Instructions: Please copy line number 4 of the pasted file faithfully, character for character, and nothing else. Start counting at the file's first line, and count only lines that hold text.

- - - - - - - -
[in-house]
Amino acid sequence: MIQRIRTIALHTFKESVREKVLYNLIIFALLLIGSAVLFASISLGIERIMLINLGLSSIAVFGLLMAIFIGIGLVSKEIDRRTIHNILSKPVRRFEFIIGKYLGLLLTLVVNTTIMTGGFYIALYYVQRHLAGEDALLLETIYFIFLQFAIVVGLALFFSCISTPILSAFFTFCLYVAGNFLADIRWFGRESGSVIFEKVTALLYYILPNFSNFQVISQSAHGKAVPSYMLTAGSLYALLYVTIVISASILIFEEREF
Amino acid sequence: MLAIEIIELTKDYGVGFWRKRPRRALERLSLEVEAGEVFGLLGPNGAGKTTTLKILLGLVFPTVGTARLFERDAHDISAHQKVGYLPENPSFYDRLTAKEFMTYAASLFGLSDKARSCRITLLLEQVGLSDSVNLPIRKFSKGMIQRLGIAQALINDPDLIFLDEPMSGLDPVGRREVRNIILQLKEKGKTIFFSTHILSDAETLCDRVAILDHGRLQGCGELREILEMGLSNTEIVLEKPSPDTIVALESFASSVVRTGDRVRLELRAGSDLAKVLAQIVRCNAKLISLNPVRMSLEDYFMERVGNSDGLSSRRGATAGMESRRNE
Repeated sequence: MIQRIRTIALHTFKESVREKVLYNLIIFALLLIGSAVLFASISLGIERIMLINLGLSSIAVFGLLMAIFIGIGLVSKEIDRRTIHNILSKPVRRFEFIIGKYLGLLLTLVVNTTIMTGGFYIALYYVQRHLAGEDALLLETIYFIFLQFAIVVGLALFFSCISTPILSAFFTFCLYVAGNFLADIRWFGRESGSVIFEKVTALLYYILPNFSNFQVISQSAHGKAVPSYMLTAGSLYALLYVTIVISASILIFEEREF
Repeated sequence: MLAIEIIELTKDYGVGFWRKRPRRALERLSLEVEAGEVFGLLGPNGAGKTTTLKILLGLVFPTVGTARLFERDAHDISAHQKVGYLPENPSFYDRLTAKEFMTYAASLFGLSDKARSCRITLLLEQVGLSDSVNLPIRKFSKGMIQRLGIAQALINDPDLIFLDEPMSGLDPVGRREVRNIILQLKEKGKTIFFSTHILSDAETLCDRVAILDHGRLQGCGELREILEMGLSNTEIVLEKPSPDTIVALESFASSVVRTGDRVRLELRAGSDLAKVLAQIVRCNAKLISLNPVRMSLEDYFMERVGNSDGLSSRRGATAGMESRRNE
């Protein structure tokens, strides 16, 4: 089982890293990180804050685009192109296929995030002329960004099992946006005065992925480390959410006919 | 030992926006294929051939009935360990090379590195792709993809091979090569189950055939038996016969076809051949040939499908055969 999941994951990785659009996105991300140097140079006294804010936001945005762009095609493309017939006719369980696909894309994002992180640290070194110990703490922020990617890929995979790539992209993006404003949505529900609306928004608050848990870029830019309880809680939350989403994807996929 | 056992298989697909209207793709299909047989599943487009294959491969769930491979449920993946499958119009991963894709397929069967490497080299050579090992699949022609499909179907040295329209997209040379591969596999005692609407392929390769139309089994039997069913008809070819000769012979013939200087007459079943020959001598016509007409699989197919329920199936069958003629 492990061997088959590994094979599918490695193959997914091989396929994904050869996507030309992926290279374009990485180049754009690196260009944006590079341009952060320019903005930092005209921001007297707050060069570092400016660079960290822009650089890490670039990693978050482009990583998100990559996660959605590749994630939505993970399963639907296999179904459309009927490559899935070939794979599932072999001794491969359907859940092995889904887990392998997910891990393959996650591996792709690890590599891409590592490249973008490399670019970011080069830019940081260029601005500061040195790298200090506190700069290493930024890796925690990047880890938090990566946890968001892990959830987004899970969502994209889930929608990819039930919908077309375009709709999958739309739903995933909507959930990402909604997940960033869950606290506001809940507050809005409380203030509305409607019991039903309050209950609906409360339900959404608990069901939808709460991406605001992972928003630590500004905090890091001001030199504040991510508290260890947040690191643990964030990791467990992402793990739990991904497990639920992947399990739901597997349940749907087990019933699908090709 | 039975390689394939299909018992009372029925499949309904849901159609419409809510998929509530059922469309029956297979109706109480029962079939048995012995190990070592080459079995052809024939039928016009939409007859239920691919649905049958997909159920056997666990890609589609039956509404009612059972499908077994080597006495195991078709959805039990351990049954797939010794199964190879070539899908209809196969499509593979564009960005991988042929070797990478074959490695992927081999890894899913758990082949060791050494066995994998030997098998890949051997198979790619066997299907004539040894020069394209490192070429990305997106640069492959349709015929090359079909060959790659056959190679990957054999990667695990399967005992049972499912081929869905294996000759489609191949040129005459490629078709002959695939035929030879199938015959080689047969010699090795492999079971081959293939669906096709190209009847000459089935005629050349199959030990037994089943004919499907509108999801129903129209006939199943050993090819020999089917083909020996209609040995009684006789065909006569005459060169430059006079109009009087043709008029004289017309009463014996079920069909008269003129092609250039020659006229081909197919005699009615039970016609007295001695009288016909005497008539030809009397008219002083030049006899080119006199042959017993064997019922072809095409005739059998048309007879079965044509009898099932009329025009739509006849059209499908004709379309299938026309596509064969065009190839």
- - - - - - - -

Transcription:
Repeated sequence: MIQRIRTIALHTFKESVREKVLYNLIIFALLLIGSAVLFASISLGIERIMLINLGLSSIAVFGLLMAIFIGIGLVSKEIDRRTIHNILSKPVRRFEFIIGKYLGLLLTLVVNTTIMTGGFYIALYYVQRHLAGEDALLLETIYFIFLQFAIVVGLALFFSCISTPILSAFFTFCLYVAGNFLADIRWFGRESGSVIFEKVTALLYYILPNFSNFQVISQSAHGKAVPSYMLTAGSLYALLYVTIVISASILIFEEREF